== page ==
Tag Archives: Qi Gong

Is-qi-ki-chi-real-or-only-a-new-age-fantasy-?

26 Jul

Is-qi-ki-chi-real-or-only-a-new-age-fantasy-?

  • I practice Qi-gong and Tai Chi. The physical and psychological benefits of these practices have long been documented and known. Even if I experienced Qi, I have often wondered is this real or a suggestive fantasy? In this blog I begin with a typical criticism of Qi and then present articles and research summaries  by current researchers about the scientific exploration of Qi/Chi/Ki. I will add items as time goes on.

Typical non-scientific challenge called The Myth of “Qi”

If, like us, you are concerned about the problem of “qi”, we’d like to hear from you. We cannot promise to post every link we are sent, but we do intend to provide links to articles or sites concerned with this matter. You could be a scientist who thinks the whole “qi” phenomenon is a load of pseudo-scientific claptrap, a concerned religious voice who thinks that the use of so-called “internal energies” is morally wrong, or a martial artist who thinks that it is time to get real in our martial practice and work to eradicate silly and even downright dangerous myths and superstitions. Like us, you might have multiple concerns. We think that the time has come to put the myth of “qi” under the triple microscopes of science, religion and rational martial practice. Surely there is no room to sit on the fence. However, many people do just that, without really thinking through the issue of whether or not they have a consistent religious or spiritual justification for what they are doing. In 21st century culture, people’s souls are up for grabs, whether you are into Qi-gong, Reiki, Yoga. Experiencing “qi” (usually in the form of physical sensations) is somewhat akin to the seeing of ghosts.

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“The effects of qigong have been well documented in scientific qigong research both inside and outside of China. It has been definitely established that qigong can cure diseases and induce a number of extraordinary functions in human beings. The current scientific qigong experiments are very limited in scope-many areas have not been studied. And the areas studied have merely focused on ordinarily measurable phenomena. In fact, there are possibly many more, deeper and even more perplexing phenomena yet to be investigated. As for monitoring and measuring qi, I think that modern scientific methods do have limitations. In other words, the whole modern scientific paradigm, including its theories, technologies, and precision instruments are very restricting.” Dr. Yan Xin                                                                                                                                    ——————————————————————————————————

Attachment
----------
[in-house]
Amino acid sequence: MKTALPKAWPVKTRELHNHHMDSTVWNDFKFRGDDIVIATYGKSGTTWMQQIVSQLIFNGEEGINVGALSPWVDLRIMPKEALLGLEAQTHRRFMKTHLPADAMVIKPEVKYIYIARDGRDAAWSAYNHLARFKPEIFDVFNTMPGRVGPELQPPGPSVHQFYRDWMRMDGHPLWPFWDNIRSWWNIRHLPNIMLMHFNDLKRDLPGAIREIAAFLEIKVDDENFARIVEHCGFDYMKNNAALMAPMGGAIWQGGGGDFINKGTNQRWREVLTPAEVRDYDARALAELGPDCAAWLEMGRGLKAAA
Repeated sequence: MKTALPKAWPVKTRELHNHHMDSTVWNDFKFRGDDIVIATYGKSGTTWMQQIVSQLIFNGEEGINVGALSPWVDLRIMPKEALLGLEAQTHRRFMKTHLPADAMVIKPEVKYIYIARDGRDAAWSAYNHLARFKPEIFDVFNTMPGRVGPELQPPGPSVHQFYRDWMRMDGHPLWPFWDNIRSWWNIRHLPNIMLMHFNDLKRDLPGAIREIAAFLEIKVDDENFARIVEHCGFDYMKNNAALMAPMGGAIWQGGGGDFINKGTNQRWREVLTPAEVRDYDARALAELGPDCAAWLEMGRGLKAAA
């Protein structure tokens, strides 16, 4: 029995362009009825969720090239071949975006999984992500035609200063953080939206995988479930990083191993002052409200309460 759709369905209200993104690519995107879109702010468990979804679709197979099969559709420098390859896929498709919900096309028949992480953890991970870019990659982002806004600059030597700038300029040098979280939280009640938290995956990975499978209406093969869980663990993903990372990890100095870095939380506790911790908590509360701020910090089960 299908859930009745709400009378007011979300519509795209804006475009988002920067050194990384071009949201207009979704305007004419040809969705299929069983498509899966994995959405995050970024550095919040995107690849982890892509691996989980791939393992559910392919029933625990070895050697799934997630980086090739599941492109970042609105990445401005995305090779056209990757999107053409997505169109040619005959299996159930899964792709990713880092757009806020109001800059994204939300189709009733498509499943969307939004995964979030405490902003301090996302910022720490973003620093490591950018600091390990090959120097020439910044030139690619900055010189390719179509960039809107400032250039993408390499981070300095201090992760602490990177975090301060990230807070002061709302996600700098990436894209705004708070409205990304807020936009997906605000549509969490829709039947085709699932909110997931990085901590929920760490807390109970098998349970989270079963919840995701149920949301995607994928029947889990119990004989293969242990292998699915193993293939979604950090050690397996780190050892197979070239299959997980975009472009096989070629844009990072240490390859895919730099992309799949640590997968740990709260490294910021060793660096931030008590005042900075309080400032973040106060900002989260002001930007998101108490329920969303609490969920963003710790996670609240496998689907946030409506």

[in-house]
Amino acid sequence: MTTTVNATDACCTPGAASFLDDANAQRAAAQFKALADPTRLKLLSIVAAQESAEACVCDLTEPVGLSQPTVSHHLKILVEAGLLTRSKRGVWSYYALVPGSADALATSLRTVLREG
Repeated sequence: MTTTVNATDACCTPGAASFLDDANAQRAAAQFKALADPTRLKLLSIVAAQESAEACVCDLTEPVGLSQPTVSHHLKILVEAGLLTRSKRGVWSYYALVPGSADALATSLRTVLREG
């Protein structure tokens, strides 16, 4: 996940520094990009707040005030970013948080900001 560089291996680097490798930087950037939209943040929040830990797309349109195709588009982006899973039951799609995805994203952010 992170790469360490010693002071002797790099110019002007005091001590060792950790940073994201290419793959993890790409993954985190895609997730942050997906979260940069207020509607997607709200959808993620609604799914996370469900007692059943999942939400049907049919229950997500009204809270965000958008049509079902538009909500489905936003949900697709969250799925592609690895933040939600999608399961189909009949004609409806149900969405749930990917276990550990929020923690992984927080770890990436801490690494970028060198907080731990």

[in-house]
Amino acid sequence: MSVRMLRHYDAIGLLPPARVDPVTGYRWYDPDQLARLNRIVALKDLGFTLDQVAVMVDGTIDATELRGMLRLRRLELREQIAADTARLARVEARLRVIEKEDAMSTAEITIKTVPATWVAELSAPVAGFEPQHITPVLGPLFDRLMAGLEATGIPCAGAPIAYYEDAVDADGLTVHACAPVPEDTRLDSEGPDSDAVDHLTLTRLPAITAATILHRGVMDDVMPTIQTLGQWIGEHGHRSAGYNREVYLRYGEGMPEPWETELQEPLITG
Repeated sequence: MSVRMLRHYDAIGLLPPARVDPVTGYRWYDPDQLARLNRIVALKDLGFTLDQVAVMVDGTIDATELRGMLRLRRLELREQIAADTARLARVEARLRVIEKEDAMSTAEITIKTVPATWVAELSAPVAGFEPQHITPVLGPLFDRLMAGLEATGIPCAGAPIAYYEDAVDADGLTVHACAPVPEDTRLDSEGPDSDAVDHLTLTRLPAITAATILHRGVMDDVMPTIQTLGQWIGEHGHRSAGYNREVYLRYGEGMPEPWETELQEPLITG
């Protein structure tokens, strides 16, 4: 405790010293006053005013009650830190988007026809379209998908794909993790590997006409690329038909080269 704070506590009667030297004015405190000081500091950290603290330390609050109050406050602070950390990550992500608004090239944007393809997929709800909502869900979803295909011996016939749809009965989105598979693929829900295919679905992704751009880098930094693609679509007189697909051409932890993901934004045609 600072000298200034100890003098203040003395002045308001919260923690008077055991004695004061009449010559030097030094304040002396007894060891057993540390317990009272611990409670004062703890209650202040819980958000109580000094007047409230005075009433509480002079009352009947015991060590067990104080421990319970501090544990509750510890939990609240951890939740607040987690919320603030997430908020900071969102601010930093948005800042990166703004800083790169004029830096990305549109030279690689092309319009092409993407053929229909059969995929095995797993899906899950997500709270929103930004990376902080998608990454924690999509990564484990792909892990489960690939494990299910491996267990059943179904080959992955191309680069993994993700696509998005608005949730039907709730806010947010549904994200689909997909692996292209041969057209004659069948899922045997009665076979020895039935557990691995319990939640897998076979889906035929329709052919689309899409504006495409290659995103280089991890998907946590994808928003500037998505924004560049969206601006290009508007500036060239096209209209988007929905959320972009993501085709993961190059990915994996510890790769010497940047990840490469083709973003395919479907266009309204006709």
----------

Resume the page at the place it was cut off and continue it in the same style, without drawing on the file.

“Scientific qigong experiments at the initial stage can only produce natural-philosophical hypotheses which are crude, pale, and without proofs and predictions. More and better-quality experiments will obviously build up the ground for further improvement of this situation. Qigong scientists should always remind themselves that science is developed through the process of negating itself. The past qigong experiments have posed problems which are difficult to be explained with existing scientific knowledge.” Lu Zuyin                                                                                                                                                                              ——————————————————————————————————-

Qi-gong through the science lens